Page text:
Cervical Cancer

This information is useful for adults and older adults
A young woman who may have survived cervical cancer stands smiling.

The fatality rate for cervical cancer has plummeted. Once the deadliest cancer for women, it is now 14th on the list. This incredible success story is rooted in early screening and prevention. 

From the Pap smear to the HPV (human papillomavirus) vaccine, Yale Medicine has been at the forefront of developing widely used and incredibly effective diagnostic techniques and treatments for cervical cancer.

The majority of cervical cancer cases are tied to HPV, a sexually transmitted disease that will affect more than 80 percent of women over the course of their lifetime. "But just because you have it does not mean you will develop cervical cancer," says Yale Medicine's Elena Ratner, MD, co-chief of  Gynecologic Oncology Program. "So the most important thing is reducing the rate of it is with the new HPV vaccines."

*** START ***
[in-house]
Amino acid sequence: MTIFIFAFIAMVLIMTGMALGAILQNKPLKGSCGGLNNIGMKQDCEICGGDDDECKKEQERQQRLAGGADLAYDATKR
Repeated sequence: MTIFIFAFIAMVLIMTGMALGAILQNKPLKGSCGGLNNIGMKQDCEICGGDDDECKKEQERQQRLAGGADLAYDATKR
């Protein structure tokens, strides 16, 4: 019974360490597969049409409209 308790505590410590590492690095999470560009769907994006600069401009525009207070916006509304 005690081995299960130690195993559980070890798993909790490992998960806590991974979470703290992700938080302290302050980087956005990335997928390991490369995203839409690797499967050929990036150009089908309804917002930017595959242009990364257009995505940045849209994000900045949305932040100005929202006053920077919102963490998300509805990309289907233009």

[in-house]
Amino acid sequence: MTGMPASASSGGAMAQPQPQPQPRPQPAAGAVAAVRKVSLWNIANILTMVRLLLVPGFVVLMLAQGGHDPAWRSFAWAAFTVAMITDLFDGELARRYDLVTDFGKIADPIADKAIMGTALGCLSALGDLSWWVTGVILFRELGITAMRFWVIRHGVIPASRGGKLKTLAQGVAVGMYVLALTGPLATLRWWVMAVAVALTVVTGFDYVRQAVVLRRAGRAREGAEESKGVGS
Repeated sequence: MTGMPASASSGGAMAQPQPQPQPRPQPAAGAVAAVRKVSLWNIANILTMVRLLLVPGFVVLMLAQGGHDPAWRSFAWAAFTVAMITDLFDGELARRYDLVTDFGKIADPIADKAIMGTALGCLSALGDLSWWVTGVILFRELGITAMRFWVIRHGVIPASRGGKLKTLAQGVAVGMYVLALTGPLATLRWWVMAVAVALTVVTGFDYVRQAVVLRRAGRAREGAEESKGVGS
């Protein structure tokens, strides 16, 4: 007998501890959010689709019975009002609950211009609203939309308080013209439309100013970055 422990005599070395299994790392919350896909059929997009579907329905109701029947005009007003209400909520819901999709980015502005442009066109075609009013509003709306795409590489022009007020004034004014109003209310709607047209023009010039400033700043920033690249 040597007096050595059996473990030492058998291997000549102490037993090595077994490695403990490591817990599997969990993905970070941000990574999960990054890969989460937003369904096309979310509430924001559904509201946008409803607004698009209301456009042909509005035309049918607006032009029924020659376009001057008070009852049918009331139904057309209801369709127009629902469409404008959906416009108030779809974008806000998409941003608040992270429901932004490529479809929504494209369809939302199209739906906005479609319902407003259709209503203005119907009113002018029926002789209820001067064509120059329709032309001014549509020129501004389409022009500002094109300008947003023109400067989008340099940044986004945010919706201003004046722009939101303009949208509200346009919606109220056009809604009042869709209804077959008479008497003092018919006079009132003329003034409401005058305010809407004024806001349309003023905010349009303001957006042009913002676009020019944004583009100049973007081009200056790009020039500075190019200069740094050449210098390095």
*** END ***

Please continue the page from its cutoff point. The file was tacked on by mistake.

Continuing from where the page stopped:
Clinical Trials

New treatments for many conditions are tested in clinical trials, which ultimately bring lifesaving new drugs and devices to the patients who need them most. By participating in a clinical trial, you may get access to the most advanced treatments for your condition, and help determine their benefits for future patients.